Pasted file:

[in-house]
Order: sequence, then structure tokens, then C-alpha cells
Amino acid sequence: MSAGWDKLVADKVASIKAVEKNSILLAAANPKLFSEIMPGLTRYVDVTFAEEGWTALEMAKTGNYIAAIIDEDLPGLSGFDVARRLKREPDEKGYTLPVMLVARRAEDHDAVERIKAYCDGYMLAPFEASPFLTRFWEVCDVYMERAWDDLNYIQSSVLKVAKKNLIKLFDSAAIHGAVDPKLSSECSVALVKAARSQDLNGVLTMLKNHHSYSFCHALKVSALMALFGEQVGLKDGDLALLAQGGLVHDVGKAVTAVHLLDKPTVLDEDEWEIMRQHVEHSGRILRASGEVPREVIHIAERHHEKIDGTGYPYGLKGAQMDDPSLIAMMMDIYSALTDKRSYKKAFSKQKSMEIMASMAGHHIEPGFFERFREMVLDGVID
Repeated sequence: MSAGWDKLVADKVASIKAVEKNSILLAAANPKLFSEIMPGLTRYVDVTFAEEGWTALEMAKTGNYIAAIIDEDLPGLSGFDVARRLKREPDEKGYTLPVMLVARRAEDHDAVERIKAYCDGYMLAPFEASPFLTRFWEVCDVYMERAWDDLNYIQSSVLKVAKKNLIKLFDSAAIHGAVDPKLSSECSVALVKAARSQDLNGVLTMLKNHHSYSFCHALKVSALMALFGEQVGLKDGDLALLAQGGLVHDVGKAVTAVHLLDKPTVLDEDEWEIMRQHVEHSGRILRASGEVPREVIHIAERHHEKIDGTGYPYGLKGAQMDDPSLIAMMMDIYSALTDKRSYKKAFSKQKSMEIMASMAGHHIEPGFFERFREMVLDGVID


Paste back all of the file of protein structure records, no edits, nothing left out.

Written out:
[in-house]
Order: sequence, then structure tokens, then C-alpha cells
Amino acid sequence: MSAGWDKLVADKVASIKAVEKNSILLAAANPKLFSEIMPGLTRYVDVTFAEEGWTALEMAKTGNYIAAIIDEDLPGLSGFDVARRLKREPDEKGYTLPVMLVARRAEDHDAVERIKAYCDGYMLAPFEASPFLTRFWEVCDVYMERAWDDLNYIQSSVLKVAKKNLIKLFDSAAIHGAVDPKLSSECSVALVKAARSQDLNGVLTMLKNHHSYSFCHALKVSALMALFGEQVGLKDGDLALLAQGGLVHDVGKAVTAVHLLDKPTVLDEDEWEIMRQHVEHSGRILRASGEVPREVIHIAERHHEKIDGTGYPYGLKGAQMDDPSLIAMMMDIYSALTDKRSYKKAFSKQKSMEIMASMAGHHIEPGFFERFREMVLDGVID
Repeated sequence: MSAGWDKLVADKVASIKAVEKNSILLAAANPKLFSEIMPGLTRYVDVTFAEEGWTALEMAKTGNYIAAIIDEDLPGLSGFDVARRLKREPDEKGYTLPVMLVARRAEDHDAVERIKAYCDGYMLAPFEASPFLTRFWEVCDVYMERAWDDLNYIQSSVLKVAKKNLIKLFDSAAIHGAVDPKLSSECSVALVKAARSQDLNGVLTMLKNHHSYSFCHALKVSALMALFGEQVGLKDGDLALLAQGGLVHDVGKAVTAVHLLDKPTVLDEDEWEIMRQHVEHSGRILRASGEVPREVIHIAERHHEKIDGTGYPYGLKGAQMDDPSLIAMMMDIYSALTDKRSYKKAFSKQKSMEIMASMAGHHIEPGFFERFREMVLDGVID